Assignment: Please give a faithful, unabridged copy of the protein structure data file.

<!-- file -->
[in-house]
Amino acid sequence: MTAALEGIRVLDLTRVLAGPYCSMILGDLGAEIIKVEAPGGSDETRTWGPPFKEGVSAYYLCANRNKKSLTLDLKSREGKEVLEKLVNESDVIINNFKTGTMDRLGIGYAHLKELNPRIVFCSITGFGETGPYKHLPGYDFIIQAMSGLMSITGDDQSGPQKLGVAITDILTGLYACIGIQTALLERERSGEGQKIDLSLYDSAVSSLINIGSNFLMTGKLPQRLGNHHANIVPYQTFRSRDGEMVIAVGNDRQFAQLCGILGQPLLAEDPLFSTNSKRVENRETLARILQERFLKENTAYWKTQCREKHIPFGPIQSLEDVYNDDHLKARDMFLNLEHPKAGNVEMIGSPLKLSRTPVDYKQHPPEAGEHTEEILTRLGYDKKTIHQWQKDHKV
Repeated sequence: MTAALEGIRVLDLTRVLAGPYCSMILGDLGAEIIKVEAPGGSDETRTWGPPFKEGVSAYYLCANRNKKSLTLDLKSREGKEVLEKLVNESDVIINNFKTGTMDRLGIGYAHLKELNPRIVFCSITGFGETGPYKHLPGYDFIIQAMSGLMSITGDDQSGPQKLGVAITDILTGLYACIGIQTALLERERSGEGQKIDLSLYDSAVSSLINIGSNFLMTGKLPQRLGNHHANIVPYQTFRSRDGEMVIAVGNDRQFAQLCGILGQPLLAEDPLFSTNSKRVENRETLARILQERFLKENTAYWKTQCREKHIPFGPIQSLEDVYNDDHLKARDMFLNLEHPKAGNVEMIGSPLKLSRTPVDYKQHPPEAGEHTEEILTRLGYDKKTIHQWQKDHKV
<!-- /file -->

[in-house]
Amino acid sequence: MTAALEGIRVLDLTRVLAGPYCSMILGDLGAEIIKVEAPGGSDETRTWGPPFKEGVSAYYLCANRNKKSLTLDLKSREGKEVLEKLVNESDVIINNFKTGTMDRLGIGYAHLKELNPRIVFCSITGFGETGPYKHLPGYDFIIQAMSGLMSITGDDQSGPQKLGVAITDILTGLYACIGIQTALLERERSGEGQKIDLSLYDSAVSSLINIGSNFLMTGKLPQRLGNHHANIVPYQTFRSRDGEMVIAVGNDRQFAQLCGILGQPLLAEDPLFSTNSKRVENRETLARILQERFLKENTAYWKTQCREKHIPFGPIQSLEDVYNDDHLKARDMFLNLEHPKAGNVEMIGSPLKLSRTPVDYKQHPPEAGEHTEEILTRLGYDKKTIHQWQKDHKV
Repeated sequence: MTAALEGIRVLDLTRVLAGPYCSMILGDLGAEIIKVEAPGGSDETRTWGPPFKEGVSAYYLCANRNKKSLTLDLKSREGKEVLEKLVNESDVIINNFKTGTMDRLGIGYAHLKELNPRIVFCSITGFGETGPYKHLPGYDFIIQAMSGLMSITGDDQSGPQKLGVAITDILTGLYACIGIQTALLERERSGEGQKIDLSLYDSAVSSLINIGSNFLMTGKLPQRLGNHHANIVPYQTFRSRDGEMVIAVGNDRQFAQLCGILGQPLLAEDPLFSTNSKRVENRETLARILQERFLKENTAYWKTQCREKHIPFGPIQSLEDVYNDDHLKARDMFLNLEHPKAGNVEMIGSPLKLSRTPVDYKQHPPEAGEHTEEILTRLGYDKKTIHQWQKDHKV